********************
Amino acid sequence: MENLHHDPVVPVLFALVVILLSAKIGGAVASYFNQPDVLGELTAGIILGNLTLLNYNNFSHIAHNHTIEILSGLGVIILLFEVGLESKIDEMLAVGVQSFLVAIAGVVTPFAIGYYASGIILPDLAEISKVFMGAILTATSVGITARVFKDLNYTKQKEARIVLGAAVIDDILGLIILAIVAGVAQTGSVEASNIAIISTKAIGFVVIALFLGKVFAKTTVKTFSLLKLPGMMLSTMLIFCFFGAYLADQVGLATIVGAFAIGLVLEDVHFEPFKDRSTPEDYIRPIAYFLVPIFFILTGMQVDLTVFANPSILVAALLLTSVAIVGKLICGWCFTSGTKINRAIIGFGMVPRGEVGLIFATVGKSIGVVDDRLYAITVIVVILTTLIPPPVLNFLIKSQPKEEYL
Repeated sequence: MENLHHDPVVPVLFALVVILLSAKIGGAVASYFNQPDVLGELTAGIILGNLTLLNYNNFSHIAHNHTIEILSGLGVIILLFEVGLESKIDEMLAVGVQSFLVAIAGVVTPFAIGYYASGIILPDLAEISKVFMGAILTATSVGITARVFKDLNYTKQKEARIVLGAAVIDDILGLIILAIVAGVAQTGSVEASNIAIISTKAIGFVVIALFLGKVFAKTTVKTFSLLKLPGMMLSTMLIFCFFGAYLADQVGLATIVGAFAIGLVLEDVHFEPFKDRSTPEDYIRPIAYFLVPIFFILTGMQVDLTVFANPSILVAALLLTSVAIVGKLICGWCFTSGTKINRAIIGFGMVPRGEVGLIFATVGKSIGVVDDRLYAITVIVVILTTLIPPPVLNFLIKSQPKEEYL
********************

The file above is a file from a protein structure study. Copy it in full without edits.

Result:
Amino acid sequence: MENLHHDPVVPVLFALVVILLSAKIGGAVASYFNQPDVLGELTAGIILGNLTLLNYNNFSHIAHNHTIEILSGLGVIILLFEVGLESKIDEMLAVGVQSFLVAIAGVVTPFAIGYYASGIILPDLAEISKVFMGAILTATSVGITARVFKDLNYTKQKEARIVLGAAVIDDILGLIILAIVAGVAQTGSVEASNIAIISTKAIGFVVIALFLGKVFAKTTVKTFSLLKLPGMMLSTMLIFCFFGAYLADQVGLATIVGAFAIGLVLEDVHFEPFKDRSTPEDYIRPIAYFLVPIFFILTGMQVDLTVFANPSILVAALLLTSVAIVGKLICGWCFTSGTKINRAIIGFGMVPRGEVGLIFATVGKSIGVVDDRLYAITVIVVILTTLIPPPVLNFLIKSQPKEEYL
Repeated sequence: MENLHHDPVVPVLFALVVILLSAKIGGAVASYFNQPDVLGELTAGIILGNLTLLNYNNFSHIAHNHTIEILSGLGVIILLFEVGLESKIDEMLAVGVQSFLVAIAGVVTPFAIGYYASGIILPDLAEISKVFMGAILTATSVGITARVFKDLNYTKQKEARIVLGAAVIDDILGLIILAIVAGVAQTGSVEASNIAIISTKAIGFVVIALFLGKVFAKTTVKTFSLLKLPGMMLSTMLIFCFFGAYLADQVGLATIVGAFAIGLVLEDVHFEPFKDRSTPEDYIRPIAYFLVPIFFILTGMQVDLTVFANPSILVAALLLTSVAIVGKLICGWCFTSGTKINRAIIGFGMVPRGEVGLIFATVGKSIGVVDDRLYAITVIVVILTTLIPPPVLNFLIKSQPKEEYL